Not all Jews are kosher – Israel made that abundantly clear when it published a list of 20 groups whose leading members will be banned from entering the country. The announcement comes after the Israeli parliament passed a bill last year that forbids entry to “foreign nationals who call for economic, cultural or academic boycotts of either Israel or the settlements.”
Dubbed the BDS blacklist, a somewhat predictable roll-call of international organisations were named, from the Palestine Solidarity Campaign to the Boycott, Divestment and Sanctions movement (BDS). However, one stood out, Jewish Voice for Peace (JVP).
JVP, a US-based, Jewish activist organisation, endorses the divestment from and boycotts of companies that profit from Israel’s occupation of the West Bank, Gaza, and East Jerusalem. It’s gained notoriety (and support) in predominantly Jewish communities in the US, especially after its director, Rebecca Vilkomerson, called for Jews to boycott Israel in a Washington Post Op-Ed.
Political pundits on the left, right and centre rushed to give their two cents on the significance of members of a Jewish-led organisation being denied entry to Israel. Some celebrated it as a just comeuppance for a group tarnishing Israel’s image – after all, JVP committed the cardinal sin of criticising Israel outside of the mishpocha (family), an absolute no, no. Others called the banning of critics another step on the road toward Israel’s abandonment of any semblance of liberal democracy.
Whichever side you fall, this latest decision tests a founding pillar of Israel, that “every Jew has the right to come to this country as an oleh (ascendant).”
The words subscribed in the Law of Return, enacted by Israel’s Parliament in 1950, set in stone the right of all Jews to settle in Israel. Yes, there have been instances throughout Israeli history where Jews have been denied citizenship, from the Soviet spy to the American mobster. However, this latest move points to a broader trend toward a hyper-nationalist Israel which determines the Jewish right of return not only by religion, but by political thought. Increasingly, critical Israeli citizens and Jews are being denied a voice in a state that has since its inception has been hostile to and displaced Palestinians.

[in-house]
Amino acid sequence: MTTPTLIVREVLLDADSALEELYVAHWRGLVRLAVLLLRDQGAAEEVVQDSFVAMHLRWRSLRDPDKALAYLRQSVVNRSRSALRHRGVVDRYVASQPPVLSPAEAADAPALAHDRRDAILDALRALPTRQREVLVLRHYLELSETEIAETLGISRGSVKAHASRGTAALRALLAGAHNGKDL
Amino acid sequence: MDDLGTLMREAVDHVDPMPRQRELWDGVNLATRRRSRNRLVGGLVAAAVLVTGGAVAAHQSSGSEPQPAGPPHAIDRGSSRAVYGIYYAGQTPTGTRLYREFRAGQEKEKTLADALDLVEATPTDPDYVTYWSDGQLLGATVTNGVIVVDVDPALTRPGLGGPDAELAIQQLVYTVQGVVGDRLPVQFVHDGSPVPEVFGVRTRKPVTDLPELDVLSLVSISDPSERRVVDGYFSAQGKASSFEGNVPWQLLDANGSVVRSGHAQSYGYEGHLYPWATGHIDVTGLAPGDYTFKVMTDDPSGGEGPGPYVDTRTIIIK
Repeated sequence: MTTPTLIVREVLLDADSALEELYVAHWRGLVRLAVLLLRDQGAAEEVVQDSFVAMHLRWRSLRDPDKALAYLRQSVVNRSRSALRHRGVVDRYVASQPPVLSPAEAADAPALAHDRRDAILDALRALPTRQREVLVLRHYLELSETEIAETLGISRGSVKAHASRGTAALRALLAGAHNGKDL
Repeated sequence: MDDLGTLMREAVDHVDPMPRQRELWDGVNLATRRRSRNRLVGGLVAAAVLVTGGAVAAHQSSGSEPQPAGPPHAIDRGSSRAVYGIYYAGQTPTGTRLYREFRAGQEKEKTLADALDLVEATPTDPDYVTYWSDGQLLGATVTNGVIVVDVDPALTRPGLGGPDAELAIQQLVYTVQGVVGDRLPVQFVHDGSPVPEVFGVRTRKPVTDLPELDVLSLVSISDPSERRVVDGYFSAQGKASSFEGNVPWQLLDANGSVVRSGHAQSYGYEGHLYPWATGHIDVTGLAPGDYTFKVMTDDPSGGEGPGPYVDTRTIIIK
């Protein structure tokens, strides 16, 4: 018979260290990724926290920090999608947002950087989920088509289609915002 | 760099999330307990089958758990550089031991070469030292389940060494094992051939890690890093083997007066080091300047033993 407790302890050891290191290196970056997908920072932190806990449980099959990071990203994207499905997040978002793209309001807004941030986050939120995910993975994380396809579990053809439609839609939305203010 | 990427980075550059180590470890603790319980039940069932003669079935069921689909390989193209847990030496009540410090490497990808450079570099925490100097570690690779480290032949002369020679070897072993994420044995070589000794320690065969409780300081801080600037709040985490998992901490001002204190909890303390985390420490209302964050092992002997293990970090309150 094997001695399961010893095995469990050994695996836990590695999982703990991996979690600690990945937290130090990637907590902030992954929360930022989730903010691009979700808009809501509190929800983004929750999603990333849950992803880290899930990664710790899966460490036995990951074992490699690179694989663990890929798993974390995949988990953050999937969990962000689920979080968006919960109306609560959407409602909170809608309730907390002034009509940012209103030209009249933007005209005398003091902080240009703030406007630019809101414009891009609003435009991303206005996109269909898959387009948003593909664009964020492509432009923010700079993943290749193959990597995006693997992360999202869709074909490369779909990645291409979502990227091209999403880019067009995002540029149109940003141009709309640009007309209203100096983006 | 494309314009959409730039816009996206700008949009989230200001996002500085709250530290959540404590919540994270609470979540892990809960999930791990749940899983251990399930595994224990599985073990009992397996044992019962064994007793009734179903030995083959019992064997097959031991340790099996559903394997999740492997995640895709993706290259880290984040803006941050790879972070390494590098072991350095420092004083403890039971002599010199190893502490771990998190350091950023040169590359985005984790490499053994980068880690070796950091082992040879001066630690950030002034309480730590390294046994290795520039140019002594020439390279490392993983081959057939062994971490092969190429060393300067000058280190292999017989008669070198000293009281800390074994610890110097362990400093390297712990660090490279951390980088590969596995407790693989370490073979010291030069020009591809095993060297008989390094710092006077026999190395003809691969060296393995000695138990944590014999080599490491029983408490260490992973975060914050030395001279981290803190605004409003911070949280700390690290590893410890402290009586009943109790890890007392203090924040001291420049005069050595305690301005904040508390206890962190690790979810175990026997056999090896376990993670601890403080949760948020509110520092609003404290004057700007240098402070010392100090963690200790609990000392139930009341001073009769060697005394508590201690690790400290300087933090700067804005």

In justifying the blacklist, Arye Deri, the Interior Minister, said: “These people are trying to exploit the law and our hospitality to act against Israel and to defame the country. I will act against this by every means.” Deri, a co-founder of Shas, an Ultra-Orthodox religious party, was convicted and sat in jail for taking bribes as Interior Minister in the early 2000s.
That a man found guilty of taking bribes in public office feels he can school others on the values of defamation and patriotism could be a parody, but it’s a reality in the land of soured milk and honey. Only earlier this week, tapes emerged of Netanyahu’s son, Yair, arguing over a payment to a prostitute, and telling the son of an Israeli business tycoon that Benjamin Netanyahu had a set up a $20 billion oil deal for his father.
Israel has always fiercely desired to be accepted as part of the West, but how much do these antics really harm the current government? For a long time, Israel had to publicly endorse a commitment to peace and liberal democratic values to stand among the league of nations. More recently, and now emboldened by President Trump’s flamboyant, autocratic governance, Israeli Prime Minister Benjamin Netanyahu and his cabinet have been only too keen to drop any other pretence. To the letter, Netanyahu has stoked the flames of populism and anger toward the media, deriding sections of the Israeli Press for being a ‘fake news industry’, and going to war against the police for investigating him in an anti-corruption probe.
Only time will tell if Israel’s boycott of opinions is short-sighted politicking which will backfire in the long run – JVP has reported a groundswell in support since the announcement. With Israel’s ever rightward trajectory, liberal sections among its international base are running out of answers to explain their unwavering support. And in a twist of fate, some Jews – albeit a handful for now – will find themselves experiencing exclusion, stripped of their privilege, and barred from a state which says it’s a home for all Jews.
The Jewish right of return has always been a cornerstone of diaspora Jewry’s support for Israel. The patriotic message was and largely still is, that Jews will always have a home in the state of Israel should they decide to leave their countries of origin. In light of this general rightward trend, in which new draconian legislation seemingly passes by the day, some have already started asking whether that invitation extends to all Jews or not, let alone Palestinians.
But if the Israeli right has proven it is good at anything it is in changing the reality on the ground. Now in its 70th year of existence, this move is symbolic of Israel’s move from a young state committed to liberal democracy (for its own Jewish population) into one which embraces a cruder form of autocratic rule. The late Yeshayahu Leibowitz, an orthodox Jewish Israeli philosopher, understood the perils facing the region only too well, declaring that “religious nationalism is to religion what national socialism is to socialism.”
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